Tragically, Martha Blakeney Hodges lost her life in June of 1969 from injuries sustained in a house fire which occurred at their home in Chapel Hill. In the spring of 1970, her family established the Martha Blakeney Hodges Memorial Fund, earmarked to purchase material in the field of Southern History and biographies to enhance research efforts by graduate and undergraduate students. Each book added to the collection had a specifically designed bookplate.

Her children further honored her memory in 2003 by pledging the largest gift ever given to Jackson Library for the endowment of the Special Collections and University Archives. In appreciation of this gift, and to honor her life-long dedication to the Library and to the university, the department became known as the “Martha Blakeney Hodges Special Collections and University Archives.”
 

Monday, August 22, 2016

Behind the Scenes of State Normal with Lula Martin McIver, part two

In last week's Spartan Stories blog post, we looked at the early life of Lula Martin McIver, wife of the State Normal and Industrial School's (now UNCG) founding president Charles Duncan McIver. This week we will explore her role as the first lady of State Normal and her continued influence on education in North Carolina.

In 1892, the McIvers moved to Greensboro after Charles was named president of the newly-established State Normal and Industrial School (now UNCG). As the campus's First Lady, Lula took on numerous responsibilities. She took charge of selecting furnishings for the sole dormitory on campus at the time and attending to much of the campus landscaping and beautification projects. She also was responsible for advocating for the hiring of Dr. Miriam Bitting as the campus's first physician, insisting at a woman's college needed a female medical doctor in charge of the health of the students.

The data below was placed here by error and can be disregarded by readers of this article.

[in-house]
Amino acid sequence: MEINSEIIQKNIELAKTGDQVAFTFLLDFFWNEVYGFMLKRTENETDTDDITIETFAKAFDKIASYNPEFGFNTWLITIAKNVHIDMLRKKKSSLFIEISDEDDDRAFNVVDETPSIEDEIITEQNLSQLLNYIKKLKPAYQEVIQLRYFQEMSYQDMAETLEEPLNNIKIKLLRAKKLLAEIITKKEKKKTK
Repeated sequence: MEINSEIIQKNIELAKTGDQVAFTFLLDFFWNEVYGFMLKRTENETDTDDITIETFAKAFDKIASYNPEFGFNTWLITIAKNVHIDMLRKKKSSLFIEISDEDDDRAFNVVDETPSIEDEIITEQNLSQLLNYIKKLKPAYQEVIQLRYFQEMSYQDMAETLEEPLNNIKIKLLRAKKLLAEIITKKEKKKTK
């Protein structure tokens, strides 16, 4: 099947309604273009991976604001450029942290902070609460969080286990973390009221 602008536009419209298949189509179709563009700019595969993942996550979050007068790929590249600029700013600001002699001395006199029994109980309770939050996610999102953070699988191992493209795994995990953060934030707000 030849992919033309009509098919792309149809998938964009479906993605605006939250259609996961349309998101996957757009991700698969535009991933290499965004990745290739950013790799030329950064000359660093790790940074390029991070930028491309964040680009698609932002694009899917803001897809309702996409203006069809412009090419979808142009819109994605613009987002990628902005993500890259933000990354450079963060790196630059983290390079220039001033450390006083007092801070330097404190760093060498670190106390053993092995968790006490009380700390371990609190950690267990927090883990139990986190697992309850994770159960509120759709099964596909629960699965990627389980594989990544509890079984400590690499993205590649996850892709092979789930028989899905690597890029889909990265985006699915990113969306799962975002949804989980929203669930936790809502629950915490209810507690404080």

McIver family in 1900
Also, on the frequent occasions when Charles was away from campus, Lula stepped in to handle much of the school's business. She would give a quiz for a Civics class or monitor the campus coal supply or advise with the College Physician about a threatened measles epidemic. She frequently served as a host for guests waiting to meet with Charles, and she often served as a mother figure for the students. In a 1944 memorial tribute, the Board of Trustees of the UNC Consolidated System noted that "her mother's heart embraced the increasing number of young students who were leaving home for the first time and made the McIver home a center of gracious hospitality."

Lula also became a staunch advocate for increased state support for education in North Carolina. She was a founding member of the Woman's Betterment Association, which specifically worked for improved facilities for public schools in the state. Lula assisted county leaders throughout the state, and at one time served as a field director. Only four years after the creation of the Woman's Betterment Association, 1,133 new school buildings were constructed in rural areas across North Carolina at a cost of $490,272. The total value of the entirety of public school property across the state almost doubled in that short four-year period.

Charles died in September 1906, but Lula and her four children remained in the McIver house on the State Normal campus. The two oldest McIver children - Annie and Charlie - were among the ten students enrolled at the first practice school on the State Normal campus. Annie went on to graduate from State Normal in 1905. Their youngest daughter, who was also named Lula, was a member of the Class of 1921 at the institution her parents founded. Charles, Jr. graduated from his father's alma mater, the University of North Carolina at Chapel Hill, in 1909. A fourth child, Verlinda, died at a young age in 1908.

Lula Martin McIver,
pictured in the 1921 Pine Needles yearbook
Lula continued to be an active presence on campus, and remained a strong advocate of a number of social causes, including the YWCA, Sunday Schools, the community Art Association, and educational institutions for both white and African American students in the state. Lula suffered a broken hip in 1930 and was wheelchair bound, limiting her ability to be as active as she had been before. But she still attended the annual Founder's Day ceremony on campus every October.